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Lawyers Protect Rights of Occupy Wall Street Protesters

The Occupy Wall Street legal desk in Zuccotti Park. Image source:

Guest contributor Kate Hendrickson explains how attorneys are lending their expertise to help the Occupy Wall Street protesters.

The Occupy Wall Street movement, which began in September when hundreds of people gathered to protest on the streets of Manhattan’s financial district, is now a global phenomenon with thousands of participants. What started out as a leaderless, vaguely defined, and haphazard movement has grown unexpectedly large and coordinated — with lawyers offering support every step of the way.

Amid thousands of arrests, summonses and what some have criticized as harsh police tactics, a group of independent and small-firm lawyers has stepped in to protect the civil rights of the demonstrators. And, in the true spirit of being part of a profession dedicated to helping others, they all are doing it for free.

An Unprecedented Nationwide Effort

Organized by the National Lawyers Guild, a non-profit organization of lawyers, legal workers and law students, hundreds of volunteers are donating their time and efforts to ensure that demonstrators can exercise their First Amendment rights.

Volunteer lawyers are providing legal strategy and tactical advice around the clock; they are acting as legal observers during the protests, documenting the names of those arrested, coordinating jail support services, bringing affirmative constitutional rights challenges, and representing protesters in court. They even have a help-desk in Zuccotti Park (the epicentre of Occupy Wall Street) where protesters can seek assistance and inquire about the legal aspects of their protest.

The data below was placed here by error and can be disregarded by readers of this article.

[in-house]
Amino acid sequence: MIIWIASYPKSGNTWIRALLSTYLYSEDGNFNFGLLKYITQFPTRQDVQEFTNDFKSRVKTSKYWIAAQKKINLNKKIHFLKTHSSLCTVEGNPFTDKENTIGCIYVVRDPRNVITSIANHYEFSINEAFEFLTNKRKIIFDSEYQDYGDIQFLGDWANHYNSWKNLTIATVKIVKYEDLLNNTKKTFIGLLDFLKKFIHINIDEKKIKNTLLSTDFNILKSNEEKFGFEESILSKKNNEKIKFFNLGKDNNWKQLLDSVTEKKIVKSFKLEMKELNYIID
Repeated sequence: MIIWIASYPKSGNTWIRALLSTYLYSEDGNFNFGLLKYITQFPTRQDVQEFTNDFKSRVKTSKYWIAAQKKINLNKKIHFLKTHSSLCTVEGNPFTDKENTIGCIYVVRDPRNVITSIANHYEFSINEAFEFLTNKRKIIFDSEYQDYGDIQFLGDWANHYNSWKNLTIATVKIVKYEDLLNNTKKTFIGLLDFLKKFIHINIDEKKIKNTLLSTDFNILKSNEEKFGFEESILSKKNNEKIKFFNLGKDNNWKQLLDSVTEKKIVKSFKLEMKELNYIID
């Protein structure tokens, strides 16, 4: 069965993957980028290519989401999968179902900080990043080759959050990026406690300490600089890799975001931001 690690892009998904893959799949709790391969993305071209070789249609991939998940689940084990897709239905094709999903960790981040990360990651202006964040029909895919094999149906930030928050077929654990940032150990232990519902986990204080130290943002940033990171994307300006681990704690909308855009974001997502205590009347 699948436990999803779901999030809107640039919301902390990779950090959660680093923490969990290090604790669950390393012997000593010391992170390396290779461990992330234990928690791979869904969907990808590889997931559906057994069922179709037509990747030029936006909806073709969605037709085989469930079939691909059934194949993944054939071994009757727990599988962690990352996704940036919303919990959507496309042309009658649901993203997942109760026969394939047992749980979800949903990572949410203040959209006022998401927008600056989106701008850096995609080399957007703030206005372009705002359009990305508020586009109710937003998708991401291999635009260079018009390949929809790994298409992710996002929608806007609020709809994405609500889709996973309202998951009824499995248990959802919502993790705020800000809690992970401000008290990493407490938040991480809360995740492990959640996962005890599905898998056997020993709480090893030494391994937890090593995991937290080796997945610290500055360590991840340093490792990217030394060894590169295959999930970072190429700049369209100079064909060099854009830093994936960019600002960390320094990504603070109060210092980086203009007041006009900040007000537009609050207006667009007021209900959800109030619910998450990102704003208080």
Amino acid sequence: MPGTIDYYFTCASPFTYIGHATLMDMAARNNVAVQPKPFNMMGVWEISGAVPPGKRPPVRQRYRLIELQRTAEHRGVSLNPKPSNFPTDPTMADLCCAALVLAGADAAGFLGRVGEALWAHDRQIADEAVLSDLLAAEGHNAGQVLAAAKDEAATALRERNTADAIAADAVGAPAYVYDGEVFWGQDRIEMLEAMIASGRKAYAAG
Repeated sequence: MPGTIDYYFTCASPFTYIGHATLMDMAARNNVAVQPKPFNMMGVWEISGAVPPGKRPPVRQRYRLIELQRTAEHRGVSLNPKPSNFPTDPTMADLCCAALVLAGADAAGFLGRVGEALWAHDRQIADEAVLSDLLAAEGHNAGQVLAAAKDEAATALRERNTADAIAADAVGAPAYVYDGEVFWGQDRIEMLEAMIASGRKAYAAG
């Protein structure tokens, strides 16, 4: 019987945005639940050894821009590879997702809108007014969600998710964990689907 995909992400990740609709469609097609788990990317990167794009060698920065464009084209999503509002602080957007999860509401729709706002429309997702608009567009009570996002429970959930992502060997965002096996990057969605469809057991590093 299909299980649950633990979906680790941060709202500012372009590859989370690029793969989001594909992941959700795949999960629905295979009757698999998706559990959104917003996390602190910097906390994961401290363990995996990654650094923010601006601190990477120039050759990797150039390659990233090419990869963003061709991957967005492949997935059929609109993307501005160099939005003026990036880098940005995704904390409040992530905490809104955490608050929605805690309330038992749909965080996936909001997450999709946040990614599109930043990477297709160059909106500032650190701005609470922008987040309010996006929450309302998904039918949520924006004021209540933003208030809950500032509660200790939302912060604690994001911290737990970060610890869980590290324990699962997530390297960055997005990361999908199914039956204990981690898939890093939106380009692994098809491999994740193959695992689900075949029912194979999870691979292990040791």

While the lawyers are focused mainly on protecting the rights of individuals and providing legal assistance to those who need it, the volunteers also have been able to provide more general counsel. For example, representing Occupy Wall Street’s Sanitation Working Group, the lawyers wrote a letter to Zuccotti Park’s owner in an effort to discourage a cleanup plan that would have evicted the protesters. The letter worked.

The Cavalry of Pro Bono Lawyers

Active all over the country, the number of volunteers (mostly solo practitioners and small-firm attorneys) is now more than 1000, according to Marty Stolar, a New York City solo practitioner and former National Lawyers Guild president.  And many of these lawyers volunteering their time and expertise are doing so while still maintaining full-time practices.

Law schools, such as Fordham and Cardozo, have joined in the effort by offering the services of their legal clinics, and, in an unprecedented act, some unions have even volunteered their in-house lawyers to help the demonstrators.

As of yet, no big firms are involved, but as Stolar notes, “Anything can happen. While big firms are pro-capitalist, they are also pro-civil liberties.”

Get Involved

Whatever your position on the protests and the protesters, the generosity of these volunteer attorneys is inspiring.  Whether they became involved to show their support for the protesters, or simply to ensure that constitutional rights are upheld, the point is that they are out there helping others, for free.

Isn’t helping others the reason we all (or most of us) went to law school in the first place?

If you’d like to volunteer your time to the Occupy Wall Street Protest, contact Abi Hassen, National Mass Defense Coordinator at (212) 679-5100 ext. 14 or

To find out how to get involved in other pro bono work in your area, you can start with the Volunteer Opportunities Guide at

About the Author

Kate HendricksonKate Hendrickson is a lawyer licensed in California and New York.  She began her career as a litigator in New York City, then spent two years as in house counsel for a large Japanese company in Tokyo.  She relocated to San Francisco a few years ago.

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